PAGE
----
MusicallyInspired wrote:
Unfortunately, King's Quest IV was the first computer game ever to support a sound card.

iMuse is a great development but I still only really see it as an evolution of Sierra's SCI sound system (used in KQ5 before the superior iMuse system in MI2).

As for CD audio soundtracks. Yeah, I think LA did that first. But I don't think it was something Sierra shied away from anyway. Granted, some of their sub-companies had CD audio soundtracks early on like Dynamix (Stellar 7) among others.

Author:  MusicallyInspired [ Thu Dec 03, 2009 4:28 am ]
Post subject:  Re: Sierra or Lucasarts

What also made LA games so memorable was that they were "easier to play." In that everything was point & click, the verbs were all right there (didn't have to second-guess the parser), there were very very few dead ends, and (with the exception of Indy and 1 or 2 earlier games) it was impossible to die. This sticks out in the minds of average computer game players in that era whereas Sierra games were often complicated and strewn with dead ends and deaths and could have been seen as more of a difficulty curve than LA games.

Author:  Loney Childress [ Tue Jan 05, 2010 9:10 am ]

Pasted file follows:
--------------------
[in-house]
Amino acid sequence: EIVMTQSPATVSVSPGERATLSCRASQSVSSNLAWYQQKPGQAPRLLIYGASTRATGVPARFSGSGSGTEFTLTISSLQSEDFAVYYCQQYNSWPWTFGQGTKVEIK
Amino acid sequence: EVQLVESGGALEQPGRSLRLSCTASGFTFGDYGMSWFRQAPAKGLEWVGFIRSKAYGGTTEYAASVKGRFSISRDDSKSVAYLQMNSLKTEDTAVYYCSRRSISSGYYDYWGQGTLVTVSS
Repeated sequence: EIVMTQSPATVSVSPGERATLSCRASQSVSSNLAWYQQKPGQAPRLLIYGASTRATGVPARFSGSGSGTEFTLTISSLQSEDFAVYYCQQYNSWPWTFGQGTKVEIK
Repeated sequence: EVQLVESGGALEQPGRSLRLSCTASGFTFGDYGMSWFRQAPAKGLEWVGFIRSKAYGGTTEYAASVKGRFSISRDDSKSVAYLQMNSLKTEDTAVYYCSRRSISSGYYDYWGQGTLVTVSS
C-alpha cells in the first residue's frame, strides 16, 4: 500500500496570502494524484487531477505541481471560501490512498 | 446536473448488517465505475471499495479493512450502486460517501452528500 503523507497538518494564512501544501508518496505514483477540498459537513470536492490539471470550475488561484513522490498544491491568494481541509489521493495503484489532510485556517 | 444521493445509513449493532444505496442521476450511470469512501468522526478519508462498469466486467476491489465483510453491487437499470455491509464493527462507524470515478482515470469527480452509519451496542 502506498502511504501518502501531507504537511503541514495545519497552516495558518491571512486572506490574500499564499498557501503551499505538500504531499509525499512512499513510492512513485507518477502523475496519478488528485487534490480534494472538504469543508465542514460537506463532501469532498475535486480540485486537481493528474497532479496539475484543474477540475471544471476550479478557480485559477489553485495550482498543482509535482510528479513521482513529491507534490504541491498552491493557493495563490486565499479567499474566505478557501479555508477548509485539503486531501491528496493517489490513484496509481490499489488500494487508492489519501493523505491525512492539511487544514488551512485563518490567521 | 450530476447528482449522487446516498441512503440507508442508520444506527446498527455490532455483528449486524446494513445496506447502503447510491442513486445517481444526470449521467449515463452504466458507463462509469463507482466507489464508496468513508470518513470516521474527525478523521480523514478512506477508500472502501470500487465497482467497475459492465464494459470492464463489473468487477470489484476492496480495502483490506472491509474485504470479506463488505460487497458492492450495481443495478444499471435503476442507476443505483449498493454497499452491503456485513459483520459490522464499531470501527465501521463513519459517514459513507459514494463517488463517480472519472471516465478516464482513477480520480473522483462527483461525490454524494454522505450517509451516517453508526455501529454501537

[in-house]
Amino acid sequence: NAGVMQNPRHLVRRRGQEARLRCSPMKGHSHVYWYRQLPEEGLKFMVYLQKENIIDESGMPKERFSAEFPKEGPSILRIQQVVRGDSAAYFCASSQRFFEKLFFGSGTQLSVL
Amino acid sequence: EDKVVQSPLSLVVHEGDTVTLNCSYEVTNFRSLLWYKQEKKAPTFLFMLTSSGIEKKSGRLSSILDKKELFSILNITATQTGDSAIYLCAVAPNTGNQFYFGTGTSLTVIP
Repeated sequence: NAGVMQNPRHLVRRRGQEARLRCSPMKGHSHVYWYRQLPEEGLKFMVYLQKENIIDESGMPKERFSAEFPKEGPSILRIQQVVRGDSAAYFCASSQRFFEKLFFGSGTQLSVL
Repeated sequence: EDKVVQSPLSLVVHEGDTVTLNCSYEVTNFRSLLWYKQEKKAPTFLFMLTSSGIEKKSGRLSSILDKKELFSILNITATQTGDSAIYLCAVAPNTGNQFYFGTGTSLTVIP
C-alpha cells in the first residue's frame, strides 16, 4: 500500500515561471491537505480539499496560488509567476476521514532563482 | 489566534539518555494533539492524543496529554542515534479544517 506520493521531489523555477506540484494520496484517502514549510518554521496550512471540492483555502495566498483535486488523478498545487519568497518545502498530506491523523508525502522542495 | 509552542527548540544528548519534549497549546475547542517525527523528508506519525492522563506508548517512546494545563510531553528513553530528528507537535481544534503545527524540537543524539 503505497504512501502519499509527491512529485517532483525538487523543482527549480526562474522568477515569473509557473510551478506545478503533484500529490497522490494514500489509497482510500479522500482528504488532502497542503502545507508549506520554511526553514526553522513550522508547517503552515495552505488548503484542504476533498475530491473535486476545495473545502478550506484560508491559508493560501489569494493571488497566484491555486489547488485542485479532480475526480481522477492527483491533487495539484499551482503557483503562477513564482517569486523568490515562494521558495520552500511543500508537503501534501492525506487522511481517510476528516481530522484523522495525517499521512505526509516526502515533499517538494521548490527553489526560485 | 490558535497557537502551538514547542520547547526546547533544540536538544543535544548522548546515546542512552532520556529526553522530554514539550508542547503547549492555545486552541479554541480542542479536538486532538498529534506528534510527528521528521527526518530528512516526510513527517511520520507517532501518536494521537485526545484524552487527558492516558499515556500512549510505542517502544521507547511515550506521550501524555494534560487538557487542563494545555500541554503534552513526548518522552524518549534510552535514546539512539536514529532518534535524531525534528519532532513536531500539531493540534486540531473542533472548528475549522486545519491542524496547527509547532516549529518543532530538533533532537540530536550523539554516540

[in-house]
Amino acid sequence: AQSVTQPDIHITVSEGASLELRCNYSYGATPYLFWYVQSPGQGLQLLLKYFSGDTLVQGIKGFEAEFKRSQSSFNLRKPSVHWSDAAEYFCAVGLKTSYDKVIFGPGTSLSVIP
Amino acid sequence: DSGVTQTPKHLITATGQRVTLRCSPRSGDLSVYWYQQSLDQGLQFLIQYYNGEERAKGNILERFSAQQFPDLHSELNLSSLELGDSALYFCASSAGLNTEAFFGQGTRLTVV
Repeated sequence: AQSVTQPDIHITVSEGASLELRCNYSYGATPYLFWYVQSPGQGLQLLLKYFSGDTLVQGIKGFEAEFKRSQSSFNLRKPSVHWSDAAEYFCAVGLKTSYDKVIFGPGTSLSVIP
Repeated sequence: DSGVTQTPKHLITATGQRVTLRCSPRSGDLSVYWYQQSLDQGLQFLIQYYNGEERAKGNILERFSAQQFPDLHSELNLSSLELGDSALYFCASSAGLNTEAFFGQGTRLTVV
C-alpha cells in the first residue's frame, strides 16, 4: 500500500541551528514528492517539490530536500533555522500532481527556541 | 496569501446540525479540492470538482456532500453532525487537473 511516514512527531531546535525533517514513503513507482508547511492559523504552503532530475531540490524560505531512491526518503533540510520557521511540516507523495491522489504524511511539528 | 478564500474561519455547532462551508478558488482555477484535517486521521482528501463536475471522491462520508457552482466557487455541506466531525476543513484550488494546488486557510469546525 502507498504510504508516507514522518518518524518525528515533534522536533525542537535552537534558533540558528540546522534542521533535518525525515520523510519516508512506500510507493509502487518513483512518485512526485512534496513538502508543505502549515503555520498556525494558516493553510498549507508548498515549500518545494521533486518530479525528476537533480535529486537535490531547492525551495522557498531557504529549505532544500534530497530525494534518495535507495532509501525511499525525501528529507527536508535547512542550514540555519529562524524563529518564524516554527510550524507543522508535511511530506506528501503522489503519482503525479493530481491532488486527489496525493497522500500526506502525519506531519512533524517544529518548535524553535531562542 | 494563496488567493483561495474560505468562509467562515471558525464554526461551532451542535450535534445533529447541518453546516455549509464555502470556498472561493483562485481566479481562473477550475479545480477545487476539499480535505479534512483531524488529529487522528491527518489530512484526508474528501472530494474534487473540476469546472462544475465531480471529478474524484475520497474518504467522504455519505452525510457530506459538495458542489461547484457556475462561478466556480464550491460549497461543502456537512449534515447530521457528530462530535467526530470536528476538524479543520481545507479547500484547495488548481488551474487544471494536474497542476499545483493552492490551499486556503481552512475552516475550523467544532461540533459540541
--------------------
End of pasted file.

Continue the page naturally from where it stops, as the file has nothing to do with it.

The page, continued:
Post subject:  Re: Sierra or Lucasarts

I think the first games I saw with the Adlib (which I bought because of sierra, and later a CM-32L which was like the MT-32) was King's Quest IV with Space Quest III right behind. Those were actually the first two PC games I owned.

I remember that KQ4 was the biggest game ever made at 2.3 meg I believe. 4 3.5 floppies or 7 5.25 floppies.

Wiki backs me up on this :
http://en.wikipedia.org/wiki/Ad_Lib,_Inc.

Author:  Adamantyx [ Fri Jan 15, 2010 4:19 am ]
Post subject:  Re: Sierra or Lucasarts

Granted I haven't played near as many Lucas Arts games as Sierra, I think I prefer Sierra games. The Quest for Glory series are probably my favorite games of all time.
It's kind of like comparing apples and oranges though.
It seems like Sierra games were more serious or had a balance of seriousness and humor, while Lucas Arts games were overall more humorous (which is great if you like that sort of thing, but personally I prefer a good mixture). If only Lucas Arts had followed through with the Loom sequels they had planned on making...

I actually love all the Sierra deaths. On the one hand it can be kind of a pain if you didn't save your game beforehand, but on the other its just funny all the creative ways that you CAN die (like the classic QFG picking your nose with a lock-pick and getting a brain hemorrhage). And while the many death messages are all very humorous, its sometimes nice to play a game in which you cannot die...

Overall though, Sierra has my vote. (They may be apples and oranges, but Sierra is the apple of my eye =3)